British proposal may force ISPs to fork over online activity

he British Home Office is considering a proposal that would require British ISPs and telecoms to surrender records of customer emails, internet use, VOIP calls, and text messages.

The ruling, if passed, would avail mobile information and internet use, including emails, to police and security forces with permission from courts.

Reuters says the data will "help security forces in the fight against crime and terrorism."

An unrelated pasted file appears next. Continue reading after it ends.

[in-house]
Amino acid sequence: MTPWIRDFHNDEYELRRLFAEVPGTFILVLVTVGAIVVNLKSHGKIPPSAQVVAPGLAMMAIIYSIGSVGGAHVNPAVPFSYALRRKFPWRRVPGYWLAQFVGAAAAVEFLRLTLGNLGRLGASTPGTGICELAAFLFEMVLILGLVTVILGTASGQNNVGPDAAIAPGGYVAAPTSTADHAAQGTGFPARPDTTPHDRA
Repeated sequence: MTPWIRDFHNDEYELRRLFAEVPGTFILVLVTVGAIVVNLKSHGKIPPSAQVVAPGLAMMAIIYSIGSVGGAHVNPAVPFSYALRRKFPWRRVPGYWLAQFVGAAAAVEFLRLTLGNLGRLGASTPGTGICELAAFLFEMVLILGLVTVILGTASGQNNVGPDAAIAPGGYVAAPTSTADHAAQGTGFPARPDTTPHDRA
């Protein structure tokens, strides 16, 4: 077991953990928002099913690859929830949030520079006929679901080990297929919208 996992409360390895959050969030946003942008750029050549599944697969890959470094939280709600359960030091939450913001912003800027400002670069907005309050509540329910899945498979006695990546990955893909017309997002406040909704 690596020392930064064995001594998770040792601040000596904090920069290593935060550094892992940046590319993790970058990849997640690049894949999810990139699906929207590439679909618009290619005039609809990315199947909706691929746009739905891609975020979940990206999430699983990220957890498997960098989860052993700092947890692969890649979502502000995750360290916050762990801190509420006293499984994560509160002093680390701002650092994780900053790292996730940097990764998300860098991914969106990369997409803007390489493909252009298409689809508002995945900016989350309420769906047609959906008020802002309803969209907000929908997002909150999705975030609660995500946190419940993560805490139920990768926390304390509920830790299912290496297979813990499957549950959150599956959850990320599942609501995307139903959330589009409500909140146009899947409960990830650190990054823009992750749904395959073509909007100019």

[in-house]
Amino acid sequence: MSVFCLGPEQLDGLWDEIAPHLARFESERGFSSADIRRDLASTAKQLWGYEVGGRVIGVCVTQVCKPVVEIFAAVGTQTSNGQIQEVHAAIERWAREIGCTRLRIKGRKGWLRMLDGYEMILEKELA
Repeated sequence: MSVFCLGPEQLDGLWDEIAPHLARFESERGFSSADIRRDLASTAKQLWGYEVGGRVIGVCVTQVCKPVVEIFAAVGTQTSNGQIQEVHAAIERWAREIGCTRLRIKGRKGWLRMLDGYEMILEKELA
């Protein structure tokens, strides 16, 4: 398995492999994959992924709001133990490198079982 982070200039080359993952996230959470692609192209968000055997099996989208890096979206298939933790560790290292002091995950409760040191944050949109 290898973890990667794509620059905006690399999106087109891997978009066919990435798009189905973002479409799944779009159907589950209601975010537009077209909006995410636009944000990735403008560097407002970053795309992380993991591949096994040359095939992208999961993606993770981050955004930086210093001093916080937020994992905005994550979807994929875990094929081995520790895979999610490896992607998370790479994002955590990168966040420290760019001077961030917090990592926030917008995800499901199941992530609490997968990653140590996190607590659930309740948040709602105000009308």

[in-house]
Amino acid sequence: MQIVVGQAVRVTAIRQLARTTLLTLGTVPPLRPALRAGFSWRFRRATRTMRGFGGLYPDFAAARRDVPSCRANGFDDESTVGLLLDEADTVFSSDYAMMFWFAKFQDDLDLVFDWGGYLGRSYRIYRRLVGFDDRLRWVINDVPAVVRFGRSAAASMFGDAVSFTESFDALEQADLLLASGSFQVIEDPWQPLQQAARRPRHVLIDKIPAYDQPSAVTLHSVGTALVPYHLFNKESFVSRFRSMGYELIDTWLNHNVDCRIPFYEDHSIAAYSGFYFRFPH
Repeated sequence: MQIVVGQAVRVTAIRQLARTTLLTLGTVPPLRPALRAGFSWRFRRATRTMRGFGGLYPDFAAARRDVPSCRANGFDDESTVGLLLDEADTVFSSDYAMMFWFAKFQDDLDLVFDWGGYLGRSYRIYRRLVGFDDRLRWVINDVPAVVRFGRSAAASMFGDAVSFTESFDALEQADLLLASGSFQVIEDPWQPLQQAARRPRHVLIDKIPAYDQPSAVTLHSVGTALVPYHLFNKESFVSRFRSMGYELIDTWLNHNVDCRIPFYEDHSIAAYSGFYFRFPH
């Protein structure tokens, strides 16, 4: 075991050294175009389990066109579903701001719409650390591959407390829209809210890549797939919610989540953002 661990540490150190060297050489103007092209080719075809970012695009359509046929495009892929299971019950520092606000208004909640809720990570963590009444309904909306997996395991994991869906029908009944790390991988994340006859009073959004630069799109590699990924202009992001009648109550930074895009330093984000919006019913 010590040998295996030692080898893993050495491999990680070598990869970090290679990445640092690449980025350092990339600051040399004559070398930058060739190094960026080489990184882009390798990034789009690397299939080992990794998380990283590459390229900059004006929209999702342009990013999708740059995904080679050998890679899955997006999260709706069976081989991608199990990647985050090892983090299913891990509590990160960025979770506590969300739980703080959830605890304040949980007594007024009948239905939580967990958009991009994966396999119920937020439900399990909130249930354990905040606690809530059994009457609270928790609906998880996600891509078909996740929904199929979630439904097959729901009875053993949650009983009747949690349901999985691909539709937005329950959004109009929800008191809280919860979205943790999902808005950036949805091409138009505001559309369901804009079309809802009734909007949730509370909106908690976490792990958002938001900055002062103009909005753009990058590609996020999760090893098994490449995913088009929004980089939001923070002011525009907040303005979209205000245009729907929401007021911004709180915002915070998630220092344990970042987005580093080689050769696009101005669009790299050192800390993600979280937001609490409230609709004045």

Currently, phone calls and text messages are kept for 12 months by telecoms, part of an EU anti-terrorism ruling. Search engines typically keep records of user activity, or "cookies," for 18 months.

The proposal was dubbed the Communications Data Bill. A draft is slated for release later this year, and it is likely to raise civil rights and privacy issues.

Google was recently critiqued for providing the information of an Orkut user to the Indian government. The data enabled the government to imprison that user for defaming a political figure.

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